text/plain
Turtle .ttl text/turtle
JSON-LD .json application/ld+json,
application/json

ASK queries return a boolean result:

Format Extensions Accept Headers
XML .xml application/xml,
application/sparql-results+xml
JSON .json application/json,
application/sparql-results+json
Text .txt, .text text/plain
Results pagination

We accept page and per_page parameters for paginating the results of SELECT queries (we automatically modify your query to apply LIMIT and OFFSET clauses). For other query types (i.e. DESCRIBE, CONSTRUCT, ASK), pagination like this doesn’t make so much sense, so these parameters are ignored.

For requests made through the website (i.e. HTML format), the page size is defaulted to 20. For requests to our sparql endpoint for data formats (i.e. non-HTML), there will be no defaults for these parameters (i.e. results are unlimited. For performance reasons we generally advise LIMITing your query if possible).

Parameter Substitution

You can parameterise your SPARQL by including %{tokens} in your queries, and providing values for the tokens in the request parameters.

Note that the following tokens are reserved and cannot be used as parameters for substitution:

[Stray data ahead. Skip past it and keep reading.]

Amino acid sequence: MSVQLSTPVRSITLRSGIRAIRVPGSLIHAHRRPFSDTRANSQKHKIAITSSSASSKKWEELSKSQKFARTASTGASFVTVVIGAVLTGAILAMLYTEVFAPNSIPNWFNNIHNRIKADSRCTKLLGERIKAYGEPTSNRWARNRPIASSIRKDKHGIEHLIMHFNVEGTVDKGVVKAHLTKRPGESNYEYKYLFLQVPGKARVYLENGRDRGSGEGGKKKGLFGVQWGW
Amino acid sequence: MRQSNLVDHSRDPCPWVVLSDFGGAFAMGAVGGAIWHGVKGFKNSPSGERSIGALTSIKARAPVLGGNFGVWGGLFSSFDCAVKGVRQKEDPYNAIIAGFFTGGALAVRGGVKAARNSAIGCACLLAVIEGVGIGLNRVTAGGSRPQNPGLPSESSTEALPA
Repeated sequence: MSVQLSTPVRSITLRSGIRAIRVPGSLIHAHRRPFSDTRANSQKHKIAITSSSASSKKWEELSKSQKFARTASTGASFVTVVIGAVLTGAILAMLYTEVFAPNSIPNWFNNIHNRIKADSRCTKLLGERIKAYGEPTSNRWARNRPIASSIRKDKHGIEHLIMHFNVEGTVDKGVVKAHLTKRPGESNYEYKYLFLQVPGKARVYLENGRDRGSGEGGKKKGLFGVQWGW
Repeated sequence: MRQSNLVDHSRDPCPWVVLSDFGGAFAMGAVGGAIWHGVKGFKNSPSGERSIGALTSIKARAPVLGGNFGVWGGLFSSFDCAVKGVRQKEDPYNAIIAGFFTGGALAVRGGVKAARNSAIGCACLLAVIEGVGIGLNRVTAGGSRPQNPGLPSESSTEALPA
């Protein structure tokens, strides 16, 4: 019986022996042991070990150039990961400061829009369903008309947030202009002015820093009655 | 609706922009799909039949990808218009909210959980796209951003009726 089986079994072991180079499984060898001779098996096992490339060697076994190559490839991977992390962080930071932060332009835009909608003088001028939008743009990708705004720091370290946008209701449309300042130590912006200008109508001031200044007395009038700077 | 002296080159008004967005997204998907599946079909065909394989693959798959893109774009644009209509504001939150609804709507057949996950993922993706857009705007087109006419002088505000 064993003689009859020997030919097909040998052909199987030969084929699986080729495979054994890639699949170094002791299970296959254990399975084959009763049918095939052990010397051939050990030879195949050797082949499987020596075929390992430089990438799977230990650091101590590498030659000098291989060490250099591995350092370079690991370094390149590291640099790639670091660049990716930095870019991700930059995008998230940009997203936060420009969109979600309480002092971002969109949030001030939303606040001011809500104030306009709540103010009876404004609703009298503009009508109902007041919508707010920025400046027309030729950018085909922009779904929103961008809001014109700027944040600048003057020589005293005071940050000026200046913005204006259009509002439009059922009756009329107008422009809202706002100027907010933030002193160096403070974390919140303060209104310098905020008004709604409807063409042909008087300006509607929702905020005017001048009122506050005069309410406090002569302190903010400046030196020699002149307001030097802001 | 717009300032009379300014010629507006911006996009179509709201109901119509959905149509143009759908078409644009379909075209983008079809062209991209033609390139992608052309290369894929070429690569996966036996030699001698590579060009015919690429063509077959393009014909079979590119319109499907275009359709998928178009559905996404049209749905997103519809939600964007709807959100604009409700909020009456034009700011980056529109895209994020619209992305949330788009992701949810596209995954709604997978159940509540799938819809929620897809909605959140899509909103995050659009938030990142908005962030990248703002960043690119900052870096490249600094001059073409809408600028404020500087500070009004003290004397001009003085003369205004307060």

• controller
  • action
  • page
  • per_page
  • id
  • commit
  • utf8
  • query
Cross Origin Resource Sharing

Our servers are configured to allow access from all domains. This means that if you’re writing JavaScript to request data from our server in to a web page hosted on another domain, your browser should check this header and allow it.

If you need to support very old browsers, you can additionally pass a callback parameter and the results will be wrapped in that function. For example:

http://statistics.gov.scot/sparql.json?callback=myCallbackFunction&query=SELECT+%2A+WHERE+%7B%3Fs+%3Fp+%3Fo%7D+LIMIT+10

This help topic on the jQuery website has more details.

Examples

Using cURL

Here’s a couple of examples running a query using the widely available cURL command line program.

Request the results as XML, using a POST:

curl -X POST -H "Accept: application/sparql-results+xml" -d "query=SELECT%20*%20WHERE%20%7B%3Fs%20%3Fp%20%3Fo%7D%20LIMIT%2010" http://statistics.gov.scot/sparql

Request the results as JSON, using a GET:

curl -X GET -H "Accept: application/sparql-results+json" http://statistics.gov.scot/sparql?query=SELECT%20*%20WHERE%20%7B%3Fs%20%3Fp%20%3Fo%7D%20LIMIT%2010

Using JavaScript

This example HTML page uses jQuery to issue a POST to our SPARQL endpoint, requesting the results as JSON.

<!DOCTYPE html>
<html>
<head>
	<script src='http://code.jquery.com/jquery-1.9.1.min.js'></script>
</head>
<body>
<script type='text/javascript'>

	var query = 'SELECT * WHERE {?s ?p ?o} LIMIT 10';
	var url = 'http://statistics.gov.scot/sparql.json';
	$.ajax({
		method: 'POST',
		dataType: 'json',
		url: url,
		data: {query: query},
		success: function(data) {
			alert('success: ' + data.results.bindings.length + ' results');
			console.log(data);
		}
	});
</script>
</body>
</html>